Basics of Renewable Fuels
Renewable fuels are fuels that humans can make or harvest
Biomass provides a source of biofuels from recently grown plants including corn, wood, and algae
Hydrogen is another potential renewable fuel that is carbon-free. Hydrogen can be classified as green, blue, or gray, depending on where it is sourced from
In contrast to fossil fuels, formed and stored over millions of years, humans can make or harvest renewable fuels from current solar energy cycles. Wood harvested to make fire is an example of a renewable fuel.
Newer forms of renewable fuels include biofuels and hydrogen fuel produced from renewable sources. Scientists and engineers are striving to replicate the strengths of fossil fuels, particularly for transportation, while avoiding the hazards of greenhouse gas emissions.
Biofuels and biodiesel
Biomass is a general term for the material derived from plants that were recently alive, rather than dead for millions of years. This matter can include edible biomass (corn, wheat, etc), non-edible biomass (wood, grass, waste, etc.), algae, agricultural products, agricultural waste products, and more.
Biofuels are the secondary fuels derived from biomass. Ethanol, for example, is produced through the fermentation of corn, beets, and other sugar-containing plants. Biodiesel is produced through a chemical process that converts oils and fats into a liquid fuel that can be burned in a diesel engine.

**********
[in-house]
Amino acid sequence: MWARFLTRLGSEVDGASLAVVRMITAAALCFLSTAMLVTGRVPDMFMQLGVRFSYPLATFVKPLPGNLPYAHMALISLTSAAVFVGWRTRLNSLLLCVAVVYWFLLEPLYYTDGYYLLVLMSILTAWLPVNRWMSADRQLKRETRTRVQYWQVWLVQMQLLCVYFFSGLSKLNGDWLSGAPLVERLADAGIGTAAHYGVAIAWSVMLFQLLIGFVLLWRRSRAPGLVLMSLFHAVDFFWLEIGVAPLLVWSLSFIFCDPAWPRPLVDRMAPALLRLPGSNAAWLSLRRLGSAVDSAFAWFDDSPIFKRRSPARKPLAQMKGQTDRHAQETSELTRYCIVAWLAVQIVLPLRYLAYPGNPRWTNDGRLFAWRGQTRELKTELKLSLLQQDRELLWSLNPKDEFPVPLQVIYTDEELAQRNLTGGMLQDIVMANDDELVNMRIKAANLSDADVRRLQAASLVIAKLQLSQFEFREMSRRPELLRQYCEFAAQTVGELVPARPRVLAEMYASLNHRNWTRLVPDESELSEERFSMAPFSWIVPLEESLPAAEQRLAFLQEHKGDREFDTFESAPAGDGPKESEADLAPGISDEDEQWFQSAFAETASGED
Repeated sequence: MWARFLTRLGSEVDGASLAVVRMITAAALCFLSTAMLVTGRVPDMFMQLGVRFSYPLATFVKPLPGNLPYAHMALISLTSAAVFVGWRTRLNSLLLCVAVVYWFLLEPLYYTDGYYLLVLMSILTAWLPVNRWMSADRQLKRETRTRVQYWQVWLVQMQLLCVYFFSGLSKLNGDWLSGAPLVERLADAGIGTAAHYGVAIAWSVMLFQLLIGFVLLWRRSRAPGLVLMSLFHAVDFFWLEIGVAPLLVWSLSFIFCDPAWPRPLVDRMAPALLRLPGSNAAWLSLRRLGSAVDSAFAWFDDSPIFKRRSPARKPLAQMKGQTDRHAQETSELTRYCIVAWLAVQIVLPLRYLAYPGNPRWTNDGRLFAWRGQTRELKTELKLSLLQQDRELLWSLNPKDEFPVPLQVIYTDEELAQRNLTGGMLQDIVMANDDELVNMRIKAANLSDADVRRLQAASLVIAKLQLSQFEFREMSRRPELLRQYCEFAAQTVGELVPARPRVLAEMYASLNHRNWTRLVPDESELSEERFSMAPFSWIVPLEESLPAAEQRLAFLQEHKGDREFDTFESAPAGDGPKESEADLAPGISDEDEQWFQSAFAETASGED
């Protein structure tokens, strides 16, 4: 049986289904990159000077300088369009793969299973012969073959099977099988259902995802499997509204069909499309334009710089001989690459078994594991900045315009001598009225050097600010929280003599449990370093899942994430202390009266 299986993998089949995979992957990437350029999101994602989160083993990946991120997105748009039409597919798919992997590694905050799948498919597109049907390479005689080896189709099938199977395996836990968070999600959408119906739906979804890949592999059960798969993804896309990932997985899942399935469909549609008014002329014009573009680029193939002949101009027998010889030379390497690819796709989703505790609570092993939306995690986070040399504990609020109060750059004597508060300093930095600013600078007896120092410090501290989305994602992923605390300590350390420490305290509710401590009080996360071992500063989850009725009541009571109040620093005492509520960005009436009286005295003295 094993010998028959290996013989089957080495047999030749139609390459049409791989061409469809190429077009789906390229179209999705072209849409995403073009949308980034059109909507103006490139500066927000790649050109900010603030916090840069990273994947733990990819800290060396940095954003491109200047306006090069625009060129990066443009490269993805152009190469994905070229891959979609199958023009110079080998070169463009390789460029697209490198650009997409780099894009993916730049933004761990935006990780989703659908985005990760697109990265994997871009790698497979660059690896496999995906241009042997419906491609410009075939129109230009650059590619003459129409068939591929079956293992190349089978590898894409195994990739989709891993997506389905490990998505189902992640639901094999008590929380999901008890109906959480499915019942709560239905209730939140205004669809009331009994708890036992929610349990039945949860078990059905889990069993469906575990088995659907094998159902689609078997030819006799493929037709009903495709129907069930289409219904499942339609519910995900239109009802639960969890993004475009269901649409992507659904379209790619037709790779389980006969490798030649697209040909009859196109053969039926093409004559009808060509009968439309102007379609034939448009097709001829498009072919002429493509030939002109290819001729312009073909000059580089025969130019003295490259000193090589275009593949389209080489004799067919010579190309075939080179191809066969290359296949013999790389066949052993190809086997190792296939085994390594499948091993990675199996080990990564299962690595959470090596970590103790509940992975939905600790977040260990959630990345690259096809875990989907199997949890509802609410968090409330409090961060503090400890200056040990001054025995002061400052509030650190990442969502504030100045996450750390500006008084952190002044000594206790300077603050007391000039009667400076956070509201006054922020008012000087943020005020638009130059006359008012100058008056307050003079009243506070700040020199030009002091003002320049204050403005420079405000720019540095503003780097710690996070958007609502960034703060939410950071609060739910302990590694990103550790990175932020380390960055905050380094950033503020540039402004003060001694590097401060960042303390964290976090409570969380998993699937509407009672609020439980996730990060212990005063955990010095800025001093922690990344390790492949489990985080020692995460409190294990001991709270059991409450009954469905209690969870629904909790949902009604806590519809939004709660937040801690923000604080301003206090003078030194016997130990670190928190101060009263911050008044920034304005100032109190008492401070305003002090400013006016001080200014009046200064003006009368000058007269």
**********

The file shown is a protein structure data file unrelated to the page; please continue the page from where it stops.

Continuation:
While biofuels are renewable and can be regrown, they can use a great deal of land, water, and other resources, including chemicals. Growing plants for energy can compete with agricultural food production and can spur tropical deforestation.
Hydrogen is a carbon-free fuel, and a combustion reaction with hydrogen produces only water as a byproduct. But as with electricity, whether hydrogen is “renewable” depends on how it is produced.
A color-coded system classifies hydrogen sources. Gray hydrogen, the current method for producing hydrogen fuel, converts natural gas into hydrogen and carbon dioxide, resulting in significant carbon emissions. Green hydrogen would use renewable energy, such as solar or wind-generated electricity, to split water into oxygen and hydrogen on a large scale. This technology is still in development, but shows promise as a future alternative. Blue hydrogen would continue to produce hydrogen from natural gas, but would capture and store the carbon dioxide emissions instead of releasing them into the atmosphere. See our climate change module to learn more about carbon dioxide capture.
Hydrogen fuel faces the challenge of being a very small, light, and flammable gas, which makes it difficult to store and transport.
Other renewable fuel opportunities
As researchers strive to replace fossil fuels, several other renewable fuel possibilities are being explored. These include synthetic fuels made directly from carbon dioxide from the atmosphere (which would theoretically close the fuel cycle by recycling the waste carbon dioxide), and other chemicals such as ammonia. These technologies are still in the research phase, but could see greater attention in the near future.
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Questions for deeper thinking
Is “renewable” a good term for these types of fuels? What does it take for something to be “renewable”?
How do the costs of biofuel production and use compare to those of fossil fuels? Now consider the environmental costs of each type of fuel and how their extraction, land use, and waste contribute to our larger systems.
Sources and further reading
Page last updated: August 31, 2022